Table of Personal Pronouns

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Now let’s put it all together. The first table below shows singular personal pronouns; the second, plural personal pronouns.

Singular Personal Pronouns
Person Subjective Case Objective Case Possessive Case
First Person I me my-mine
Second Person you you your-yours
Third Person he (masculine)
she (feminine)
it (neuter)
him (masculine)
her (feminine)
it (neuter)
his-his (masculine)
her-hers (feminine)
its-its (neuter)
Plural Personal Pronouns
Person Subjective Case Objective Case Possessive Case
First Person we us our-ours
Second Person you you your-yours
Third Person they them their-theirs

 

Click page 2 below.
Check Out the Possessive Forms

As you study the tables above, a question should form in your mind. Why does the possessive case have two forms? What’s this our-ours, my-mine bit?

A pronoun in the possessive case can appear in two different ways in a sentence. Like the possessive noun, it can appear right before the word it modifies. Thus:

Natalie’s house is on the corner.

Here the possessive noun Natalie’s stands in the attributive position.

We can say the same thing by using the third-person, possessive, feminine pronoun like this:

Her house is on the corner.

Here the possessive pronoun her also stands in the attributive position.

But we might have stated our sentence this way:

The house on the corner is Natalie’s.

Here the possessive noun stands in the predicative position; it is linked to the word it modifies (house) by a linking verb (is).

Recognizing this little twist, the Pronoun Committee came up with a predicative form of the possessive pronoun enabling us to say the same thing:

The house on the corner is hers.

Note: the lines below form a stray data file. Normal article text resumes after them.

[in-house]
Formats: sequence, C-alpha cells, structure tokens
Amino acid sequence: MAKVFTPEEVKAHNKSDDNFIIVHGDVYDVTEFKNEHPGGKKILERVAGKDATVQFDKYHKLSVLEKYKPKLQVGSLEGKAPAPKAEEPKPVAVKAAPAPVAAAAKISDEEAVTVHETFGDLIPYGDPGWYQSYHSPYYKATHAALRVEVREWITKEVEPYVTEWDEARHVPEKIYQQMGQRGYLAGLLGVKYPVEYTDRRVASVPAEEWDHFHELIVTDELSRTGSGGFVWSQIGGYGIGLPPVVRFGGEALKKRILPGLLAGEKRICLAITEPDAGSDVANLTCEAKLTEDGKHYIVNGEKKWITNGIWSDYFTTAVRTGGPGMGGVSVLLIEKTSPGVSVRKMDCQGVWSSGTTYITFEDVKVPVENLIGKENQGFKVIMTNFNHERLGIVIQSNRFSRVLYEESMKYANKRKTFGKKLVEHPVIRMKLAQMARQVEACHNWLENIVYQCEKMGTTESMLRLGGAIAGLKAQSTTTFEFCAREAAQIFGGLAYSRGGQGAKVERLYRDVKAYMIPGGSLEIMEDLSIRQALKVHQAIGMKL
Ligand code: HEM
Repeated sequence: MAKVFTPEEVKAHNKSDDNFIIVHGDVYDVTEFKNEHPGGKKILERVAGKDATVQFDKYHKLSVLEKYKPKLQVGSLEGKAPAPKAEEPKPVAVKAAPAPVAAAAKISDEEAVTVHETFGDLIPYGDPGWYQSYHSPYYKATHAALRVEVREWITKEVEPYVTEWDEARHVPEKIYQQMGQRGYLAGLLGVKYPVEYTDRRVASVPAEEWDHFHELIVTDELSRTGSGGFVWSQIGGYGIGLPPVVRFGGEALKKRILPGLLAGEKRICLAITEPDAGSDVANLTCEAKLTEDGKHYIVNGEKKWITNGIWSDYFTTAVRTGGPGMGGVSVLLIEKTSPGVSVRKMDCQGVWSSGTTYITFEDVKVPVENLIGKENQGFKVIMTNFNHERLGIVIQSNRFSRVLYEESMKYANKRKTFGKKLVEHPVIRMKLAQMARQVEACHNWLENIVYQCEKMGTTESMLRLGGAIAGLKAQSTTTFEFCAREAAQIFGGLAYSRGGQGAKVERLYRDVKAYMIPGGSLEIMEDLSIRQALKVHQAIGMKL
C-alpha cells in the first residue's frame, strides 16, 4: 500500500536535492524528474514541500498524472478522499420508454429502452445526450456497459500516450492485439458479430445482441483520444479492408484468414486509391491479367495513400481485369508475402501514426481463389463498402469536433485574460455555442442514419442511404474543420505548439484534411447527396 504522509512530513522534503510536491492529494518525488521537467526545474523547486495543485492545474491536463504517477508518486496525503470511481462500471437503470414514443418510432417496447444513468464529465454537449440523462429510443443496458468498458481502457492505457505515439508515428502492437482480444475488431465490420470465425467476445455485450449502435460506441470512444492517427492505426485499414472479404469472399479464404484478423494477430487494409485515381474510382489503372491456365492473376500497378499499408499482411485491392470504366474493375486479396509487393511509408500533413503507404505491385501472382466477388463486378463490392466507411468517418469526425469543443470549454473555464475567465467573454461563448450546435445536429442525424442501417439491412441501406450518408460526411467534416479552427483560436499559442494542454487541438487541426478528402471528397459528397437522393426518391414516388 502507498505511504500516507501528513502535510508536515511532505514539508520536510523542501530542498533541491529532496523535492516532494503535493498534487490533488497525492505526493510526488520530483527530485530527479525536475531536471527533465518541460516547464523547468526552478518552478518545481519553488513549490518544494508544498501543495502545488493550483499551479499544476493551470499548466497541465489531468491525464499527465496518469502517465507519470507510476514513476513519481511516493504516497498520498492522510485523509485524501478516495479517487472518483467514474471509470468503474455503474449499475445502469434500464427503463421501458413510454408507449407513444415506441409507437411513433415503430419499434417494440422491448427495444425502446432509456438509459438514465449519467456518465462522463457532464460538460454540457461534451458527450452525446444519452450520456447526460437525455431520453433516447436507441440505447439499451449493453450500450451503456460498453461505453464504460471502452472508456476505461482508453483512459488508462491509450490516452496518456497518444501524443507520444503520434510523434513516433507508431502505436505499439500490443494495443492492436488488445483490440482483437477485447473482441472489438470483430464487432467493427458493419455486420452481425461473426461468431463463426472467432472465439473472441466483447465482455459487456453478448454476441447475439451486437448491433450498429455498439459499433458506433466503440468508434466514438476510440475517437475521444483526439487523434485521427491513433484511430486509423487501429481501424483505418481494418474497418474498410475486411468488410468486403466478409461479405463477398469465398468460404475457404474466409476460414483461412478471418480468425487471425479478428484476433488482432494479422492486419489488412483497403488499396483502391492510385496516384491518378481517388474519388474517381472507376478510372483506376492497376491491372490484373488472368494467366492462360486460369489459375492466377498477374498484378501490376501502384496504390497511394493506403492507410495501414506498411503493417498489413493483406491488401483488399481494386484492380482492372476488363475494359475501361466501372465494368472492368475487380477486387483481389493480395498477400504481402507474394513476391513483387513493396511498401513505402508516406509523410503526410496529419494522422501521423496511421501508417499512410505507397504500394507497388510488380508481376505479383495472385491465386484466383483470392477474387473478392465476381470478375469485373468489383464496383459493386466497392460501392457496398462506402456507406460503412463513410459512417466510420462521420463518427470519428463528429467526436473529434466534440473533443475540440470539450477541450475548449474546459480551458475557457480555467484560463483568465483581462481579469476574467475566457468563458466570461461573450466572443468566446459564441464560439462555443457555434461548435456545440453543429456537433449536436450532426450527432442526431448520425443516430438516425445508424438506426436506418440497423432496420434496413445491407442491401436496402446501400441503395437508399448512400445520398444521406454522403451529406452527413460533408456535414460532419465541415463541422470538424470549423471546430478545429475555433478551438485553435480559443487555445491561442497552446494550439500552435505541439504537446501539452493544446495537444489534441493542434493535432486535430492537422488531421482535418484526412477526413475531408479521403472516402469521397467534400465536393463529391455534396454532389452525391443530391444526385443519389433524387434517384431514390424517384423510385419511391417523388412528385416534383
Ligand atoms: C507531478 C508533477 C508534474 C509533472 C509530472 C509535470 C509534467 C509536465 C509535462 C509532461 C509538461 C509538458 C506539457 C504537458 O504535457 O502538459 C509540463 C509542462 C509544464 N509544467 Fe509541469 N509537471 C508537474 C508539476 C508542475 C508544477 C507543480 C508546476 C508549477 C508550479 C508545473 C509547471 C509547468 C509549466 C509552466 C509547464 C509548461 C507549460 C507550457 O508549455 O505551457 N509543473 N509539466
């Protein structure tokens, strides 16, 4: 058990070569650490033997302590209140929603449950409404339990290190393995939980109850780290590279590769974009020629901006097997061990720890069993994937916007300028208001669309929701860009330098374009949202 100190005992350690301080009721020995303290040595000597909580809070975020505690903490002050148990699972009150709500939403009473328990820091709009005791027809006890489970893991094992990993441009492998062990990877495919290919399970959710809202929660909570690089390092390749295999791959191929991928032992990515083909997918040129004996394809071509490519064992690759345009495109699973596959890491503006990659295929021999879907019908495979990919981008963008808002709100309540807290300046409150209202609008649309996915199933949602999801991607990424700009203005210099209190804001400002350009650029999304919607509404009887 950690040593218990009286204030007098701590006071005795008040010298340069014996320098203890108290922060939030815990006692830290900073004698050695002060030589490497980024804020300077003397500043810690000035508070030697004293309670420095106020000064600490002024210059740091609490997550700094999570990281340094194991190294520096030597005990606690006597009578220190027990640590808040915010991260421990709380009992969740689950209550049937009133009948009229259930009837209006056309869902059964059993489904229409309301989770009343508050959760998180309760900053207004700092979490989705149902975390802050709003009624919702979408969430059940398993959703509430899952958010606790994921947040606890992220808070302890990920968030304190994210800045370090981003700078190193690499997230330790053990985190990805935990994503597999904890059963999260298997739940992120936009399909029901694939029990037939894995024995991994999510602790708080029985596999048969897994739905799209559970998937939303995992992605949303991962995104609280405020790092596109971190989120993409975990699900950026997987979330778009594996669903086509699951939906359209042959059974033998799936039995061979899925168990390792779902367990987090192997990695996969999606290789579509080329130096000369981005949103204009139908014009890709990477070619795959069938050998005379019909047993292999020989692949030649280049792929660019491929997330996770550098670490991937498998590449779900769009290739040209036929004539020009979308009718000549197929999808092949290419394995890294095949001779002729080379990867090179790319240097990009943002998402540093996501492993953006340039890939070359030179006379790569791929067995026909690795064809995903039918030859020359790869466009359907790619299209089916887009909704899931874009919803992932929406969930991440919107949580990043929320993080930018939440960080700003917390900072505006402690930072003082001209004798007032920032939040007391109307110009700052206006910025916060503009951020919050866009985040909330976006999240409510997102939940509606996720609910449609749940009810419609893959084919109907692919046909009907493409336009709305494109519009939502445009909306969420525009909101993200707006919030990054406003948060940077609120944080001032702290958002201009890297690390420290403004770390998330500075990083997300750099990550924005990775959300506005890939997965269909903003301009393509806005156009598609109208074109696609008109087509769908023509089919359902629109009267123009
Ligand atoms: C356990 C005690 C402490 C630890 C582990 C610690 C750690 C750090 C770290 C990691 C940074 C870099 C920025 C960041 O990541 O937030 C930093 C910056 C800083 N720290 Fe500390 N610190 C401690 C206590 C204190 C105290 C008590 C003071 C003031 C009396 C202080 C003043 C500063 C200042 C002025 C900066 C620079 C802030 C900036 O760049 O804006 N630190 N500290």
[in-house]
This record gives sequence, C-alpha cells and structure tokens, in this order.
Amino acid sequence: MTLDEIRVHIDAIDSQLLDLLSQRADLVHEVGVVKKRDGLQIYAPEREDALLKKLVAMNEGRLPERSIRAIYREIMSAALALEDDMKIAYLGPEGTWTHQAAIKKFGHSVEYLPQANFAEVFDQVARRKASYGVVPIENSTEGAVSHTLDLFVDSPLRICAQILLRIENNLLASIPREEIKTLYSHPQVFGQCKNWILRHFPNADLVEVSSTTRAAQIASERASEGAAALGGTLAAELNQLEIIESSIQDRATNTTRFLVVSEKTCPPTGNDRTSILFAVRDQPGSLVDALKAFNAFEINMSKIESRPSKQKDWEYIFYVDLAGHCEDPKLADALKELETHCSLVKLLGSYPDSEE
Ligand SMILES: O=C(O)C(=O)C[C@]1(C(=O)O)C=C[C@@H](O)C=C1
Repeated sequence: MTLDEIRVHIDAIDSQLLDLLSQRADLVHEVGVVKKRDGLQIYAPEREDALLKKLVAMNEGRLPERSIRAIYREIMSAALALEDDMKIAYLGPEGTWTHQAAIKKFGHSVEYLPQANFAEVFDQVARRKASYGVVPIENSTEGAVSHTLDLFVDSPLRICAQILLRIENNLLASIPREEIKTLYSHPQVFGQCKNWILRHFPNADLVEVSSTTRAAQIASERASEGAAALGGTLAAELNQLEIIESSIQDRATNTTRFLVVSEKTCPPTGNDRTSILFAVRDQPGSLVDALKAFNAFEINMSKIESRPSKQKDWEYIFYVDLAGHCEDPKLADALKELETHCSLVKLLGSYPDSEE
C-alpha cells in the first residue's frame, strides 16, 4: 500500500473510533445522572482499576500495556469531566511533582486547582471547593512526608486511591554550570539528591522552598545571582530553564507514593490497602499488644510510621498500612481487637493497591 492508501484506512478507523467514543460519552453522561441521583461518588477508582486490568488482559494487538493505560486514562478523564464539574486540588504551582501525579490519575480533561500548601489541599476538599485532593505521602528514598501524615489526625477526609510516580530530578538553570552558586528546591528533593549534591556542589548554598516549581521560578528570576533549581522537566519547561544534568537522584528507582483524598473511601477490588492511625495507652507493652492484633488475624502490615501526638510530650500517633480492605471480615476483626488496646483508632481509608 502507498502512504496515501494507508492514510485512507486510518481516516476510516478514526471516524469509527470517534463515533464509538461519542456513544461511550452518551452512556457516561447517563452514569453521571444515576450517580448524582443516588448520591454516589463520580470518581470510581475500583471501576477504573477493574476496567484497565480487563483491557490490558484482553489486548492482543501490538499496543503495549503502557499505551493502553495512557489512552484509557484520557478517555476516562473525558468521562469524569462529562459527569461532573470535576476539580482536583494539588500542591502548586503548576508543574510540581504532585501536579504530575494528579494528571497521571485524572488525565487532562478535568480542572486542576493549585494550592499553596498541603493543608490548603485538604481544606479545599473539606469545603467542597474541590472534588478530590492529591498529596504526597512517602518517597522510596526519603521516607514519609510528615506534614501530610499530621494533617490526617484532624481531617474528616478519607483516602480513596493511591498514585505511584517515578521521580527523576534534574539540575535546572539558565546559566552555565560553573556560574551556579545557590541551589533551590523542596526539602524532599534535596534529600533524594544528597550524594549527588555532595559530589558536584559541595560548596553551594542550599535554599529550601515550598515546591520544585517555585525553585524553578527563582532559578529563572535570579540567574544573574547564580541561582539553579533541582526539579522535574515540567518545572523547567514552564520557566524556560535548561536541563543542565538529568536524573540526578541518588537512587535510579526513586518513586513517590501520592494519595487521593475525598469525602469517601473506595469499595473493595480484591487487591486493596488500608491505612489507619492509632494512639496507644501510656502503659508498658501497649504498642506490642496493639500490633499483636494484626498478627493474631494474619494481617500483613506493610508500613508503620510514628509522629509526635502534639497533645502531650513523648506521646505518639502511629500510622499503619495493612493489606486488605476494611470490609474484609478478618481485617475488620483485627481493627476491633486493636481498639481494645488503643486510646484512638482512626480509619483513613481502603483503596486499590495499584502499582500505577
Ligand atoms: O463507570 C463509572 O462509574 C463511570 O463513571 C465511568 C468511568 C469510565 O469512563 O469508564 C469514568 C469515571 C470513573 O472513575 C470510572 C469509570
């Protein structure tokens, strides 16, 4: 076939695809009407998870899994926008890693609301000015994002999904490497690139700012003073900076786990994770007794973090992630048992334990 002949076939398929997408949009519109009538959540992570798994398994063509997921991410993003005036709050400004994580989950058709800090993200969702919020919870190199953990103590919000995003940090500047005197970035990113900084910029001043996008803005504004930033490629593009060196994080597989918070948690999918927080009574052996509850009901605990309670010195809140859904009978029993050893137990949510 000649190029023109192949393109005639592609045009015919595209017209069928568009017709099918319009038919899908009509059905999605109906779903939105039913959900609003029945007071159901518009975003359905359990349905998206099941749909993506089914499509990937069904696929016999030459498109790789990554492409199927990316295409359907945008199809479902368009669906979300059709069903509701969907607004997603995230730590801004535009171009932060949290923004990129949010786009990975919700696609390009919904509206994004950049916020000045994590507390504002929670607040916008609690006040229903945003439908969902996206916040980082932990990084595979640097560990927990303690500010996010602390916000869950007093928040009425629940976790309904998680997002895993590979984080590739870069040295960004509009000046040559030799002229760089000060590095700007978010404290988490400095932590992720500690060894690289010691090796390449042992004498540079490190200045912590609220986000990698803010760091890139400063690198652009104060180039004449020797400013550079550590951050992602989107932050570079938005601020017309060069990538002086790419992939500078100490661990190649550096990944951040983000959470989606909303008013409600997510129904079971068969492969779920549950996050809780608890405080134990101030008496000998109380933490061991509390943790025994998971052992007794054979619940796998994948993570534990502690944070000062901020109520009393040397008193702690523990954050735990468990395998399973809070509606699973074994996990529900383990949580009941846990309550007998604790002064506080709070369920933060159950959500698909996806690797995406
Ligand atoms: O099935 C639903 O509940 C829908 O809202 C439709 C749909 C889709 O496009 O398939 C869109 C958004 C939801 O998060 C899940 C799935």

Thus:

This is my house. This house is mine.
This is our office. This office is ours.
This is your car. This car is yours.

Recall the Noun Functions

In the above sentences, the words mine, ours, and yours are really acting like nouns, aren't they? They serve as predicate nominatives. In fact, the words could serve as subjects of sentences, could they not?

Mine is faster than yours.
Hers runs better than mine.

Here, the words mine and hers act as the subjects of the respective sentences. And what word acts as a subject? Right. The noun.

So these strange possessive forms really act in subjective ways. Technically, they are "possessive case," but they do things accomplished by subjective-case pronouns: subjects of sentences and predicate nominatives.

And if you think about it, these possessive-case personal pronouns would act like possessive pronouns only about 150 years ago:

"Mine eyes have seen the glory of the coming of the Lord."

What a wonderful language Miss Hamrick, Amber, and Igor devised.

 

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Next: “Your” and “Its”

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